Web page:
When the first Frost comes forget the Springtime.
Listen to the people who say you have "too much on your plate."
Stop pulling on your boots with resolve.
Stop field work.
Stay inside the house, in the warm kitchen thinking about how difficult it is to have to go out and do chores.
Talk only about money-namely your lack of it.
Calculate how much you are paying out for hay because you didn't get a hay crop of your own in this season. Tell yourself you deserve a new outfit more than your horses, sheep, goats, and Jersey cow and calf deserve a couple day's worth of hay.
Ignore the fact that the late chore time in the barn, after dark, after the kids are tucked in, have been some of the sweetest moments between you and your spouse. Concentrate instead on how many invitations you have had to turn down on account of Honey and Dixie and Lupe's milking hours.
Tell yourself there's not much difference between the stuff you are raising and the stuff in the store.
Speak about the struggle. Be silend about the contentment.
Ignore the fact that you feel most comfortable in your mucked up barn boots.
Stop wrestling with God. Start suspecting Him. Dabble in blame of him and anyone around you.
Convince yourself that the farm is crushing you.
Stop standing still and just looking at your field, or farm, or animals, planning out the potential, painting plans and dreams.
Stop taking it a day at a time.
Believe you are entirely alone in your desire for the farm's success.
See other people as opportunities rather than inspiration.
Accept a life not lived deliberately.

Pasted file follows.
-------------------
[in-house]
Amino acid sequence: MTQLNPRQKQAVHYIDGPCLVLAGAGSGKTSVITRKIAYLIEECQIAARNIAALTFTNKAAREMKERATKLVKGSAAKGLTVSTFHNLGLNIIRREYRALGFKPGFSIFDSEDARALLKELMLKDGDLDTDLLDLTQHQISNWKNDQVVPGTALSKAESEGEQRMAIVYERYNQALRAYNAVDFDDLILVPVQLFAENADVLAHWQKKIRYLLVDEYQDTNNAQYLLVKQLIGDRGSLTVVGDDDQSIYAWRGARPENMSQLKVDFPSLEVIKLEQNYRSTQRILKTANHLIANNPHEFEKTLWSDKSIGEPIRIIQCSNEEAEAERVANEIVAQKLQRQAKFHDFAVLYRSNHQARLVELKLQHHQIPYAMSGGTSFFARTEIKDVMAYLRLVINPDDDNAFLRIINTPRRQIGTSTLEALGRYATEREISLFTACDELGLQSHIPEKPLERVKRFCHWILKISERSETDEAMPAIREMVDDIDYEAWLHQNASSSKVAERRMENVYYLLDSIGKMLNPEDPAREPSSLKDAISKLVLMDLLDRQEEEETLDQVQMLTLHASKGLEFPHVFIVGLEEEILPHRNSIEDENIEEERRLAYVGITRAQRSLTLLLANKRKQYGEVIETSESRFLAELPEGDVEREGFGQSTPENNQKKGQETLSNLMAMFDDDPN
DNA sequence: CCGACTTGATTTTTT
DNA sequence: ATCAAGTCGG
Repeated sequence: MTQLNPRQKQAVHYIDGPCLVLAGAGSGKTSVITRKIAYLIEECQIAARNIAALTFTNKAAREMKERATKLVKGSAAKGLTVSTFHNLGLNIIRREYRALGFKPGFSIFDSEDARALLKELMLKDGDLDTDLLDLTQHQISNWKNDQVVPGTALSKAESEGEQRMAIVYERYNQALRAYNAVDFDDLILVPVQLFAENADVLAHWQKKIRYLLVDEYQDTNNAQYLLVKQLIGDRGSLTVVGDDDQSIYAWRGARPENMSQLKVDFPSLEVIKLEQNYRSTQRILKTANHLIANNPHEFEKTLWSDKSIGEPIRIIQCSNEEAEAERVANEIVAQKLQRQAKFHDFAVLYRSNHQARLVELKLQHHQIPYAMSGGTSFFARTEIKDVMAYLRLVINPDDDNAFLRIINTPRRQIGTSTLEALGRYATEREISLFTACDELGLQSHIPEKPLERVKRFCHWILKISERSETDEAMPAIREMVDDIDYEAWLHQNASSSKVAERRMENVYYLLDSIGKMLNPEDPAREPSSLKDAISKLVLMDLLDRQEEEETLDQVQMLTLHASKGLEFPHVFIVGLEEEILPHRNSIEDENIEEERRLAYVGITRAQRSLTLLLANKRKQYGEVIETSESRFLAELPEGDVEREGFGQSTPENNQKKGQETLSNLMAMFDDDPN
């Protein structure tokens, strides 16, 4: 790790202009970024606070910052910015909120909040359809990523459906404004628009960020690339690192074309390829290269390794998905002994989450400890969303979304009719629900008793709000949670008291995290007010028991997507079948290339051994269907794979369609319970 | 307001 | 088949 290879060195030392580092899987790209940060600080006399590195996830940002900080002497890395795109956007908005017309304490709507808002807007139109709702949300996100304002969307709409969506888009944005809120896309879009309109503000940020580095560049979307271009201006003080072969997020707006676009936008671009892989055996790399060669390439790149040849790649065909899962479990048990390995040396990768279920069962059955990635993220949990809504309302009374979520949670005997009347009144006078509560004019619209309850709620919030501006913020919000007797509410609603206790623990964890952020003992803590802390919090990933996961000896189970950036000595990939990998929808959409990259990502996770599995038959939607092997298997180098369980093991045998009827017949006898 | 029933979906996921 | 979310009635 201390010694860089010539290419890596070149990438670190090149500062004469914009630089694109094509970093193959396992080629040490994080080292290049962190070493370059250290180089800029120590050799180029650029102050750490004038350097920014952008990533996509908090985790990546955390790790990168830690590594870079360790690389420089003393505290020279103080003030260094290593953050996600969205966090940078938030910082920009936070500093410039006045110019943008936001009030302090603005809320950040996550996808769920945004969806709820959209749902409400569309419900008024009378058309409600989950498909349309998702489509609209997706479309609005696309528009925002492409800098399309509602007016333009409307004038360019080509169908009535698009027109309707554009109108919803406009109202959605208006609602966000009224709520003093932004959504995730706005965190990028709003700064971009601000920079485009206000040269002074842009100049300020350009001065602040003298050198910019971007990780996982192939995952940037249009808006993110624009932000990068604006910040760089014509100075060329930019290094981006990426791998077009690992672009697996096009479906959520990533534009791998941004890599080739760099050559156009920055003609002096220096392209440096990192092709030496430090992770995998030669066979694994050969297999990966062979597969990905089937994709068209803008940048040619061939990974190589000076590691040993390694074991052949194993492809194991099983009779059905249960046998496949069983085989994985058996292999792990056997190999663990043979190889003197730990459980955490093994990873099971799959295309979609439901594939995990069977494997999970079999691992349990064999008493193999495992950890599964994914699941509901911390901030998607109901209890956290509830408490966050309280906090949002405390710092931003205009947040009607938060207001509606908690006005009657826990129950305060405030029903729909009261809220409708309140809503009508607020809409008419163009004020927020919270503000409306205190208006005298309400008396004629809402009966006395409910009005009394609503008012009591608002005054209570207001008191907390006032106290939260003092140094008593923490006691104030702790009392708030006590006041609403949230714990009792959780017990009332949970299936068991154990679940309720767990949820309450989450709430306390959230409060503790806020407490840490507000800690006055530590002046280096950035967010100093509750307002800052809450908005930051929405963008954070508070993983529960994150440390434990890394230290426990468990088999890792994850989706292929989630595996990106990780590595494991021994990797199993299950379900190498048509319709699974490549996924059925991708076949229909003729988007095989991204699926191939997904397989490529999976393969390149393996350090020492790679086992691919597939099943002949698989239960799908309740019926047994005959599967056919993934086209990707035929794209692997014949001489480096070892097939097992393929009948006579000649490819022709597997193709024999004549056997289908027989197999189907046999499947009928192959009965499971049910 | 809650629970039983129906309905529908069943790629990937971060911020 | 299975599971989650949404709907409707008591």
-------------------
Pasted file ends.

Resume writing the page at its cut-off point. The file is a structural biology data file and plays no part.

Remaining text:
Do not harden your body to the elements. Tell yourself you deserve a rest. Take it.
Take a premature open grave of walking death. Tell yourself you're doing it for your kids- ignore all the good it has done for them already and take for granted all it continues to do for them and you even when the chips are down.
HOW TO SAVE A FARM:
Pray like the ethereal and unceasing angels.
Love like a flesh and blood man.
Embrace the fact that you will be a mystery of irresponsible ridiculousness to many.
Remember the dreams of your 6 yr old youth and join in creating them with your children.
Forgo the new coat to fill the barn with hay.
Do not speak of the money, but of the moments
in the barn in the lamplight,
leaning into the soft flanks, tugging teats, filling pails, filling hours.
And even that will not be enough.
There will be a breath. A catastrophic moment on the brink of absolute loss: liquidation...
and then someone will do something. Tell a story. Give a hand. Keep a promise. Write a check.
And you will be shocked by the action of God in the small stillness of the human heart. The commerce between strangers that can occur at the cross section of an old fashioned family farm and a hell of a lot of effort. You will never be able to say: "I did it. I saved the farm" You will be ever mindful of the word: "WE."